A recent study found a link between the levels of certain bacteria that live in the gut and coronary atherosclerotic plaques. These plaques are formed by the buildup of fat and cholesterol deposits and are one of the leading causes of heart attack.
The study, published in Circulation and run by researchers from Uppsala and Lund Universities in Sweden, was based on analyses of gut bacteria and heart imaging in 8,973 participants ages 50 to 64 who did not have previously known heart disease.
“We found that oral bacteria, especially species from the Streptococcus genus, are associated with increased occurrence of atherosclerotic plaques in the small arteries of the heart when present in the gut flora,” said Tove Fall, a professor of molecular epidemiology at Uppsala University and the study coordinator.
Species from the Streptococcus genus, which commonly cause pneumonia and throat, skin, and heart valve infections, may also contribute to the development of atherosclerosis, according to the researchers.
An advanced technology that can sequence and compare DNA content in biological samples aided the analysis. At the same time, improved imaging techniques allowed them to detect and measure early changes in the small blood vessels of the heart.
How did they reach this conclusion?
The group of specialists examined the coronary arteries, which are the main arteries responsible for supplying blood to the heart, using computed tomography techniques. This allowed them to measure the amount of calcium in these arteries, which is an early indicator of atherosclerosis.
They found a connection between gut microbiota and coronary atherosclerosis, as people with certain bacteria, such as Streptococcus anginosus and Streptococcus oralis, had more calcium in their coronary arteries.
They also discovered that some gut bacteria were associated with inflammatory markers in the body, which could indicate health problems in general. What’s more, they recognized that other bacteria are associated with dental problems.
Identification of these novel associations was possible thanks to the large number of samples with high-quality heart imaging and gut flora data, said the authors. The samples were obtained from the Swedish Cardiopulmonary Bioimage Study (SCAPIS), which is one of the largest collections of these two types of data in the world.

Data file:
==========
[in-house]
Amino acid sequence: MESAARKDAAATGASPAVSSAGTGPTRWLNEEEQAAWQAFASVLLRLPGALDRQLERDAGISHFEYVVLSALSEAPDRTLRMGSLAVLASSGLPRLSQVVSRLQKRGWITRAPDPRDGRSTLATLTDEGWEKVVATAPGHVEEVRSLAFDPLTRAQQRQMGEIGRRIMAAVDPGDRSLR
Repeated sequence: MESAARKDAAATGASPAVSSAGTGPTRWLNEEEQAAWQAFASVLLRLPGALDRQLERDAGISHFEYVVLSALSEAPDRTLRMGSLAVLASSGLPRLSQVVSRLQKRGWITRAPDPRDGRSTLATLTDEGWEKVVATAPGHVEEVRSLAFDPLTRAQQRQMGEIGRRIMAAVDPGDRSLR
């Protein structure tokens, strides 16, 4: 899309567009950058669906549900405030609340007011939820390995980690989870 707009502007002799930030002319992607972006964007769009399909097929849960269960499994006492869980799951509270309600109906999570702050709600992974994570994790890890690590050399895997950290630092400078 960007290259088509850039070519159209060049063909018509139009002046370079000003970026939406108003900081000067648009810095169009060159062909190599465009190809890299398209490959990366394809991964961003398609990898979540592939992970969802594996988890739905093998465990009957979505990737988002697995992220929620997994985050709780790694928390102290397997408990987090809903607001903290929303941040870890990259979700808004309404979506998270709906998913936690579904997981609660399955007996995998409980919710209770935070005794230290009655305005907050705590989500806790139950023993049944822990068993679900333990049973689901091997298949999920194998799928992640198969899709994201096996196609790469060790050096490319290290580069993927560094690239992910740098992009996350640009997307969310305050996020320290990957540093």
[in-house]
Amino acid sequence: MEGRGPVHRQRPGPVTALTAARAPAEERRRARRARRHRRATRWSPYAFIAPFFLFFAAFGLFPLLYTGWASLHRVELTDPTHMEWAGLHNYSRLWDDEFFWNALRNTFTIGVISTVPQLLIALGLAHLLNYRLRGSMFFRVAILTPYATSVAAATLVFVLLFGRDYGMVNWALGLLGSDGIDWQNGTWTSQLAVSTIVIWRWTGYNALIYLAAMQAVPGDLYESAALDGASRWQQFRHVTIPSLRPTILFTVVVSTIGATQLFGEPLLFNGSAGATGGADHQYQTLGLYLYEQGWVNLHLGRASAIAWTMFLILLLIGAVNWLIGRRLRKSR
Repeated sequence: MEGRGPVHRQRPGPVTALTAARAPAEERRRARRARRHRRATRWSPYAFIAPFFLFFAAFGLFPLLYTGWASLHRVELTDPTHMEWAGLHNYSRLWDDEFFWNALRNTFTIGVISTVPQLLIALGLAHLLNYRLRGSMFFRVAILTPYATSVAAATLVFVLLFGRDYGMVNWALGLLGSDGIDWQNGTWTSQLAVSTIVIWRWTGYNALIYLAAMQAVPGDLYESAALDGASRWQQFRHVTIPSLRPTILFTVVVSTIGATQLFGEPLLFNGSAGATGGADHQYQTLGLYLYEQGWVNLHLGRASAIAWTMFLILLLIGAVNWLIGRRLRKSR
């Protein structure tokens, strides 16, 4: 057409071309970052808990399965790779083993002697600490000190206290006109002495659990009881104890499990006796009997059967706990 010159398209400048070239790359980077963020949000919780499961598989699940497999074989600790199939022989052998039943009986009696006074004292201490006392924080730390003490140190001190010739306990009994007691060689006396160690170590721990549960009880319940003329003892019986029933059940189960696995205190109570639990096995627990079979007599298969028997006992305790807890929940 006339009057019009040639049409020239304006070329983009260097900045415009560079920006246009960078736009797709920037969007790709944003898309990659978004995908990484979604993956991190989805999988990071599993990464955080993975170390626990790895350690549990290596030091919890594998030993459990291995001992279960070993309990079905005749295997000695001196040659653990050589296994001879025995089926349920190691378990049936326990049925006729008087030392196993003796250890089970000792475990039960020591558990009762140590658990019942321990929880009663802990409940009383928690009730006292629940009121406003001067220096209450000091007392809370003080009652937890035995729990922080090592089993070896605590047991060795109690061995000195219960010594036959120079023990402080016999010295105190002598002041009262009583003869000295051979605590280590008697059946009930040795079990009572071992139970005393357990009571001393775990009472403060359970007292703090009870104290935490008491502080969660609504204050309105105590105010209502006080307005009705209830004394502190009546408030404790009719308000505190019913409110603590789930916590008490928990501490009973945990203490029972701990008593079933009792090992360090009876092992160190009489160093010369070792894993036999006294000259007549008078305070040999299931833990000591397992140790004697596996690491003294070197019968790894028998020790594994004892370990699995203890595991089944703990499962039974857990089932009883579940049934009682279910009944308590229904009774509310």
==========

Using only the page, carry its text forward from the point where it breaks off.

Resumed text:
“We have just started to understand how the human host and the bacterial community in the different compartments of the body affect each other,” said Marju Orho-Melander, a professor of genetic epidemiology at Lund University and one of the study’s lead authors. “Our study shows worse cardiovascular health in carriers of streptococci in their gut. We now need to investigate if these bacteria are important players in atherosclerosis development.”
Atherosclerosis increases the risk of cardiovascular disease, which is currently the leading cause of death worldwide. Each year, it claims an estimated 18 million lives (2 million in Latin America and the Caribbean).
Maintaining a healthy weight; doing regular exercise; eating a diet rich in fruits, vegetables, grains, and legumes; controlling stress; avoiding tobacco; and limiting alcohol consumption are all key ways to prevent or delay the onset and progression of atherosclerosis.
This story was produced using content from original studies or reports, as well as other medical research and health and public health sources cited in links throughout the article.
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